Monday, 26 May 2014
This has been a good weekend for Nigel Farage and Ukip; and a truly awful one for the political establishment.
In the British local elections everyone’s most, or least depending on your perspective, band of rebels gained dozens of seats and would have had 17% of the vote nationally if the result were replicated in a general election.
Ukip dis equally well in the European election held over the weekend, again they gained seats, pushing the Tories into third place and contributed to the near annihilation of the Liberal Democrats.
All of a sudden a fringe party are starting to look like players somewhere other than in the sometimes overheated rhetoric of their leader. This has prompted much chin stroking and not a little knee trembling in the corridors of power.
The people have spoken; the scoundrels, but what can it all mean? What indeed, here’s my take.
Ukip have two key advantages over the three main UK parties. The most obvious is Farage himself, like or loathe him he’s one of the few of the current crop of politicians with what might be called the ‘common touch.’ His cheeky chappie who likes a beer and tweaking the nose of pompous officials in Brussels or Westminster act, and it is assuredly an act, has been devastatingly effective.
They have another advantage too and that is they are selling the simplest message in politics, ‘we are against’, what they’re against seems dependent on the individual candidate and the conditions on the ground since they seem to operate more like a franchise than a party.it has allowed them to tap into the powerful wellspring of public concerns about issues liken immigration or the EU.
On occasion thus has led them into some dangerous territory, more than one candidate has had to be quietly removed for making comments that are at best ill-informed and at worst openly racist within hearing of the press. This should have been damaging, yet somehow Farage has managed to dribble the debate around such obstacles like a gifted winger with the ball at his feet.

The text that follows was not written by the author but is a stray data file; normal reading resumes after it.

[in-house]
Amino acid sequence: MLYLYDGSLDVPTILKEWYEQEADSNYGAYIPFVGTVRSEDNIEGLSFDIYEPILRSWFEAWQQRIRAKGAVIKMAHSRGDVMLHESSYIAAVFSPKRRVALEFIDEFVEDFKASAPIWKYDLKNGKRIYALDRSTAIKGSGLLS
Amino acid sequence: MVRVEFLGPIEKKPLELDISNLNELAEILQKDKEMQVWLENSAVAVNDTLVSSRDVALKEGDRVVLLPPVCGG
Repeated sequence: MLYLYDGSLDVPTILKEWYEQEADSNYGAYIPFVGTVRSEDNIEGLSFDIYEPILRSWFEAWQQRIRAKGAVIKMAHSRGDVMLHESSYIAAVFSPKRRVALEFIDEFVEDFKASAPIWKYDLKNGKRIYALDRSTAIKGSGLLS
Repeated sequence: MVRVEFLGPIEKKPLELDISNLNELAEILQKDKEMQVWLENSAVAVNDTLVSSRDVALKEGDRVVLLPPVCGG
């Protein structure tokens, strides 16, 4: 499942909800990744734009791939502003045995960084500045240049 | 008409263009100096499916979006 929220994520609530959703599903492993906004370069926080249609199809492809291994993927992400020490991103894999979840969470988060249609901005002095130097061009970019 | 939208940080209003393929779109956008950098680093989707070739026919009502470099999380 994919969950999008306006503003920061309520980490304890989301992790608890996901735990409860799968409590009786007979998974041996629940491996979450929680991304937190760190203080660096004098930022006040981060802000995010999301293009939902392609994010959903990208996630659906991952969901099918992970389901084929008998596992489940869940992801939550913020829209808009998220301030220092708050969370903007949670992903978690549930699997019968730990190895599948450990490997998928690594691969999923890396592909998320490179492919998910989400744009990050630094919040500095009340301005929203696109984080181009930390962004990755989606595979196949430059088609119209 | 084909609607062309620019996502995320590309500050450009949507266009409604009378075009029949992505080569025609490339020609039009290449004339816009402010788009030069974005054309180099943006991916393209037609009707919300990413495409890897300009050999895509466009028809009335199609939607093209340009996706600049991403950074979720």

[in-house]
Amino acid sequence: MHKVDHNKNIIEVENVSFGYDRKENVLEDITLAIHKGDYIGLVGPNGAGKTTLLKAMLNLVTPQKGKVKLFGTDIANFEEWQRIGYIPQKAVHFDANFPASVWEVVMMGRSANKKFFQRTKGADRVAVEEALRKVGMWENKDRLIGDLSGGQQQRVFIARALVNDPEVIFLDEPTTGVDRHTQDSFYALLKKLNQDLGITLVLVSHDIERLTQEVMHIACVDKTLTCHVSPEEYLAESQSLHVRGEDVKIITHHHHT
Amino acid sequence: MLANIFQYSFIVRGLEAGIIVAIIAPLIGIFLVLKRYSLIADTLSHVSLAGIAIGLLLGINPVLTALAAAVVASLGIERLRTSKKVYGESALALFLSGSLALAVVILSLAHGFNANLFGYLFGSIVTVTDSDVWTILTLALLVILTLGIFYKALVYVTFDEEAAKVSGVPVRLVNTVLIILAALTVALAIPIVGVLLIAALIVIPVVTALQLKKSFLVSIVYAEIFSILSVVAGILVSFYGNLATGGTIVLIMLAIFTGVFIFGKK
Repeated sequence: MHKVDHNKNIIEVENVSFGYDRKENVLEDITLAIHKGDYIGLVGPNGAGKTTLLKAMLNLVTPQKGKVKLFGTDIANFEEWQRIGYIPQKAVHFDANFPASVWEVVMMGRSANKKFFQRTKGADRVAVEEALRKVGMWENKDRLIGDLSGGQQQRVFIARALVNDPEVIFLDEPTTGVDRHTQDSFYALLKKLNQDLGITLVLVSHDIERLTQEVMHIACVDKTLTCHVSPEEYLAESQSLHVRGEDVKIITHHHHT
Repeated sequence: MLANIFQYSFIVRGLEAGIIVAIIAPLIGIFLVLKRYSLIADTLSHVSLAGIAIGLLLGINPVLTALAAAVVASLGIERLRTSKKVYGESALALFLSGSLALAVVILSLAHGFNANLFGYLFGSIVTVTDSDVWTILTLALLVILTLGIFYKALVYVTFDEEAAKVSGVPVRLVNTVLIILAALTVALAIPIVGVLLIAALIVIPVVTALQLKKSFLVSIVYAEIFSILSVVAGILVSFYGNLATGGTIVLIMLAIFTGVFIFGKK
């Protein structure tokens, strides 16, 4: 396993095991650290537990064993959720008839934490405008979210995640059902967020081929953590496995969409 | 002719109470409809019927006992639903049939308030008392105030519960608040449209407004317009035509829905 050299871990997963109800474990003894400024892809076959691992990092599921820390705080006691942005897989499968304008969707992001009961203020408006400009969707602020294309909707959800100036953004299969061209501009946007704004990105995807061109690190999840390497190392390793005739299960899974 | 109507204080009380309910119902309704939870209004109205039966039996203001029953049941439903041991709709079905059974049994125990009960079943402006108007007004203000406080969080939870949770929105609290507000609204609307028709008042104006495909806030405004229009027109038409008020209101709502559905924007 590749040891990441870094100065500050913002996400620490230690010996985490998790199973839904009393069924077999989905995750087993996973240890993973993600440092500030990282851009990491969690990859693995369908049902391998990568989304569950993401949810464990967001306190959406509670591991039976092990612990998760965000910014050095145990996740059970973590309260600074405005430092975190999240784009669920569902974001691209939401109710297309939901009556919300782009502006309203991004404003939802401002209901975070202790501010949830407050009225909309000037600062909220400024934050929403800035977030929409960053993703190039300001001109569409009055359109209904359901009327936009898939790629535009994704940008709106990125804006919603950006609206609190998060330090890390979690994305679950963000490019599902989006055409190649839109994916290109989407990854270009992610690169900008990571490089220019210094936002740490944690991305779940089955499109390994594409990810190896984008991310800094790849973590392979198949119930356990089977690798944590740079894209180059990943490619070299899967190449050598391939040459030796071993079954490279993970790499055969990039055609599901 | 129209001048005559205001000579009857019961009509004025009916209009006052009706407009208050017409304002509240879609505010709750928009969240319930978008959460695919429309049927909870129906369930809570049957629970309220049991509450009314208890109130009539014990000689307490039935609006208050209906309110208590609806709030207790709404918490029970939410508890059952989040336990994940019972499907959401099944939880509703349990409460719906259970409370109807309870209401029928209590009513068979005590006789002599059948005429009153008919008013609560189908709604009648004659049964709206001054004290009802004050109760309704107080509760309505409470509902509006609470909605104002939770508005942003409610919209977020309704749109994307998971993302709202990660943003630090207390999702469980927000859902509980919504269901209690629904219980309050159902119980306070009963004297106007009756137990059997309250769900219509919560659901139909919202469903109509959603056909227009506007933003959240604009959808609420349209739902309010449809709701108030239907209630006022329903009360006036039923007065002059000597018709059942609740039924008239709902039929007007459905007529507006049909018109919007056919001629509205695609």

At one level Ukip, whether they explicitly wish to or not, provide an outlet for the sizeable chunk of the electorate who are ill at ease with multi-culturalism, but fear being identified with the overtly racist BNP. Here instead is a party that allows them to cloak their prejudices behind a fantasy of returning Britain to some arcadia where tea is served at four, there’s cricket on the village green and old ladies cycle to evensong through the mist. It is, of course, twaddle and quite dangerous twaddle too.
The rise of Ukip has been awkward for the Tories, tempting them back into the morass of squabbling over Europe that destroyed John Major’s government in the nineties. It could though be utterly disastrous for Labour, providing a focus for discontent in ex-industrial cities the party has taken for granted for far too long.
It is here not in the leafy Home Counties that concerns over the shortage of jobs, crumbling public services and immigration are most acute. A feeling that is fed by a tabloid press that is almost exclusively right wing and thrives on moral panics and disinformation, in the resulting din the message that Tory economic policies not Eastern European immigrants or the EU are to blame for people’s misfortunes gets drowned out.